Like any new technology, LED lighting must demonstrate a compelling value to buyers before it begins to win sizeable market share from the incumbent technologies it will replace. Over the past decade, research and development have yielded impressive improvements in the cost, color performance, light output, efficacy, reliability, lifetime, and manufacturability of LED products. Looking at LED packages specifically, the cost in dollars per kilolumen ($/klm) has been declining rapidly since 2005 at a rate of around 20% per year. As a result, LED lighting products have become competitive in almost every lighting application, but there is still room for improvement.
Despite the rapid pace of its development, LED lighting has not yet come close to achieving its full potential. Significant work remains to be done to further improve performance and reduce costs.
LEDs are semiconductor devices that produce light when an electrical current flows through them. Optimizing efficiency in LED lighting will hinge on ongoing improvements to light-generating materials (LEDs and phosphors) and system integration. LED package prices have declined to the point where they are typically no longer the primary cost component. Now LED package and luminaire system integration improvements can have a larger impact on the cost of LED lighting. However, solving technical challenges at the LED can still have a big impact on cost and efficiency, and enable new lighting value and applications. One package-integration direction has been to increase light output from a given package size to decrease cost, while another has been to drive LED material at lower current densities and use lower-cost packaging materials.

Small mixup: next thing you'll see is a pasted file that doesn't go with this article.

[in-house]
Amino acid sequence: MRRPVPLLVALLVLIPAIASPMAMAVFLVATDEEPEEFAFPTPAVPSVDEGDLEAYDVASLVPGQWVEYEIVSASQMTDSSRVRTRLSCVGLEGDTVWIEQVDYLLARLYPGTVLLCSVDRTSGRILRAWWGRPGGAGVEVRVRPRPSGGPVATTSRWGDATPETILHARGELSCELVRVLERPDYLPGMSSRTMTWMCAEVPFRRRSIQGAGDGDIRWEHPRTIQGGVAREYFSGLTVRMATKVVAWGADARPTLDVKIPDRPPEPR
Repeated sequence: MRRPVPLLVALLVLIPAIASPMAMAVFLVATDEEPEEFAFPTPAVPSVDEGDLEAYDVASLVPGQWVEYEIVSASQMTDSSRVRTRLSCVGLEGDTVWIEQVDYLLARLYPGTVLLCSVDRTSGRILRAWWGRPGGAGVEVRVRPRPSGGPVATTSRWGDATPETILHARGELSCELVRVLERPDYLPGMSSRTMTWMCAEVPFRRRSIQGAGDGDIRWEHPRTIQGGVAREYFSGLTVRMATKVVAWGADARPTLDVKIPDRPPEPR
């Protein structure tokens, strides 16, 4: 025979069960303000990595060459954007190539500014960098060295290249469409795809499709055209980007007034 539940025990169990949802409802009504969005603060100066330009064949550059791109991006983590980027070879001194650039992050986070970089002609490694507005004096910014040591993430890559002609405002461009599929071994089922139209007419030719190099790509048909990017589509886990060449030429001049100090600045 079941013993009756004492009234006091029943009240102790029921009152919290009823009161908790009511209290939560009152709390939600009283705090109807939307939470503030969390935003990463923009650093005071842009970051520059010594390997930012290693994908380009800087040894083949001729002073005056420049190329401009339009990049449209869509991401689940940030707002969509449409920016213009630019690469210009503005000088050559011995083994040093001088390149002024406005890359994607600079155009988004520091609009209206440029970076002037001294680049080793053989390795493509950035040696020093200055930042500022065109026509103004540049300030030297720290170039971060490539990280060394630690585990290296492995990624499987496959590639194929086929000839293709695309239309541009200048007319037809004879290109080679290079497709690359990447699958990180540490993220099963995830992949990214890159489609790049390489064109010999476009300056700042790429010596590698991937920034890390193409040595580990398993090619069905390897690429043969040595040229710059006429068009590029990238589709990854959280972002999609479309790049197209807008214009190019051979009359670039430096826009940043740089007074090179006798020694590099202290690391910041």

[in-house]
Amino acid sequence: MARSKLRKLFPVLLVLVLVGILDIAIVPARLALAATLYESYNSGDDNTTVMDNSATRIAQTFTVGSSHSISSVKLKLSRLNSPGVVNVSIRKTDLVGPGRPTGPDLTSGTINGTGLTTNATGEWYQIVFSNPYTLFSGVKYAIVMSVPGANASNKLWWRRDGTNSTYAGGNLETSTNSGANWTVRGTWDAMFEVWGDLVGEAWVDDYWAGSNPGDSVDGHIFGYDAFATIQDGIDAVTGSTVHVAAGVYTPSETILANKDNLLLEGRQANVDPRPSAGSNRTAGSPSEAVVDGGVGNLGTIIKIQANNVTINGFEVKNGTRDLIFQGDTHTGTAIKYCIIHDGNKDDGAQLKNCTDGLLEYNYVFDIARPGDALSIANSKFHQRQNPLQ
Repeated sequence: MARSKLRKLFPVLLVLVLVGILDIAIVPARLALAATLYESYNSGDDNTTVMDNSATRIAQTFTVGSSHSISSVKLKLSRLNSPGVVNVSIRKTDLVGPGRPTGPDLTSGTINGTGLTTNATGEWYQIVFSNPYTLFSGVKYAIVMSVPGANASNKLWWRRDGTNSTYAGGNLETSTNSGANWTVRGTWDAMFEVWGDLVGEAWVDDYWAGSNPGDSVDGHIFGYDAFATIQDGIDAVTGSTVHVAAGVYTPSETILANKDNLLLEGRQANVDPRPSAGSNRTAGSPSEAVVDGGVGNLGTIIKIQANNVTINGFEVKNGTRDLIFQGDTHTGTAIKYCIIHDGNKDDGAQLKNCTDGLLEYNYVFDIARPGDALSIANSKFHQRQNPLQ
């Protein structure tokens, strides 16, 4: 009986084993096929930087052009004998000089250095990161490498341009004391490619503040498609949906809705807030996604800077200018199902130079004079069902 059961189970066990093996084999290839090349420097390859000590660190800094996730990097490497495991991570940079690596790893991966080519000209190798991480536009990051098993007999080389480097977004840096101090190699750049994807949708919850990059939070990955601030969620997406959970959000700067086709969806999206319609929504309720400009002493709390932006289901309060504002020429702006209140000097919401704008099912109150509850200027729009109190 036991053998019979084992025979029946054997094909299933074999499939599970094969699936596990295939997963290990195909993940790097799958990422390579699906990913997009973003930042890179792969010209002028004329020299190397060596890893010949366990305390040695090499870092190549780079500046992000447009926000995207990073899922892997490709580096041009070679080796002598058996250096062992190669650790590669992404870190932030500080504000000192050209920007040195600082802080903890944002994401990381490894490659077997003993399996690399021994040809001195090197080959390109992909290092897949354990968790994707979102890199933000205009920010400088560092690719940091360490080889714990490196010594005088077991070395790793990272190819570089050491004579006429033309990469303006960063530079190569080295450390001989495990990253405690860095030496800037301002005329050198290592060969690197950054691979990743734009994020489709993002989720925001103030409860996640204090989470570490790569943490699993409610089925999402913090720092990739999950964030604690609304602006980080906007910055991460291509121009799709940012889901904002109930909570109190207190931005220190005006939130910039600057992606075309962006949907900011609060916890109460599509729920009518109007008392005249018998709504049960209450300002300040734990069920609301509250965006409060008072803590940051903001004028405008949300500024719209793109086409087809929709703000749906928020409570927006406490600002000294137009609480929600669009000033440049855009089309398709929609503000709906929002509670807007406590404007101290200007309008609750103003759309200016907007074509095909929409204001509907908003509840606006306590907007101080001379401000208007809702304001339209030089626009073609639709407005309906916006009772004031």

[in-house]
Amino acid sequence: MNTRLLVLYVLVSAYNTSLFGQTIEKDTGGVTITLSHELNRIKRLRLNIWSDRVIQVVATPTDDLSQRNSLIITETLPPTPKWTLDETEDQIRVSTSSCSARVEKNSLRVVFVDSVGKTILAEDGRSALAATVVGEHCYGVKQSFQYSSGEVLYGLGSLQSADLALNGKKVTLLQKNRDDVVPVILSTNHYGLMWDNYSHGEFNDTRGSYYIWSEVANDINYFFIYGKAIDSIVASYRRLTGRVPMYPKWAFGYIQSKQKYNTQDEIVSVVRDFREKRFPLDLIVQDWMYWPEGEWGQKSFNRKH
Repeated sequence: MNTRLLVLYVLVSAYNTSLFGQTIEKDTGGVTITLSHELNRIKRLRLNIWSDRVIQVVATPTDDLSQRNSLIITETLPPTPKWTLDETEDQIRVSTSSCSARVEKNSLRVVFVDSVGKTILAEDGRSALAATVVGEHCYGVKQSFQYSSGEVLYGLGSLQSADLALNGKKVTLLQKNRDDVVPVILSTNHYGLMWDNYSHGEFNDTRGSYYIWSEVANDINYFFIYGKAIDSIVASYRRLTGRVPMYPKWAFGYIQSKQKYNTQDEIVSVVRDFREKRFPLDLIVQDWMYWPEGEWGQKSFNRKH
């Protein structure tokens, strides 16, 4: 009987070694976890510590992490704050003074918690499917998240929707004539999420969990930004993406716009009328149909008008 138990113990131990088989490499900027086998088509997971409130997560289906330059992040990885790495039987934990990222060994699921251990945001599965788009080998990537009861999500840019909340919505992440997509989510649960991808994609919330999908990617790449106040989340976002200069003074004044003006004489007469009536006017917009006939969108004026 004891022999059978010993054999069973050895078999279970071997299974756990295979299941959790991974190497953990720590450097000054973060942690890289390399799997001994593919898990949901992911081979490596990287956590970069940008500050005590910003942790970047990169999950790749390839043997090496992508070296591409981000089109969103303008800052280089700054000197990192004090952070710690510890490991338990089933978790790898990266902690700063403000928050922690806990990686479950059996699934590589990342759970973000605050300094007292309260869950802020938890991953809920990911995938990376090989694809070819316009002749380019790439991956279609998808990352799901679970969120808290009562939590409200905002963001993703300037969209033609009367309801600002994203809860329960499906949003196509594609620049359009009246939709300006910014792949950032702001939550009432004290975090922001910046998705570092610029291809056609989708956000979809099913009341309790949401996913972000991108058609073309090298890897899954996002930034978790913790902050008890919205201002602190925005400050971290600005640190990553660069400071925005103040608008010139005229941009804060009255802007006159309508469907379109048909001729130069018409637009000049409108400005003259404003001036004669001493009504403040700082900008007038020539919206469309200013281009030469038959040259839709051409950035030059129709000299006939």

There are still many fundamental technical challenges that need to be met in order to achieve DOE's cost and efficacy goals. For example, better green and red LEDs can reduce phosphor conversion losses and enable color control. And the process of down-conversion – whether with phosphors or quantum dots – offers room for improvement. The alternative approach for creating white light using color-mixed LEDs offers another path to high efficiency and the possibility of color tunability. In addition, work remains to be done in such areas as current efficiency droop, color shift, and system reliability, as well as in light distribution, dimming, thermal management, and driver and power supply performance. Luminaire cost, performance, and design flexibility can also be improved by reducing efficiency losses at higher temperature and drive current operation conditions. And continuing to expand the range of LED package diversity is critical for addressing an expanding variety of lighting applications.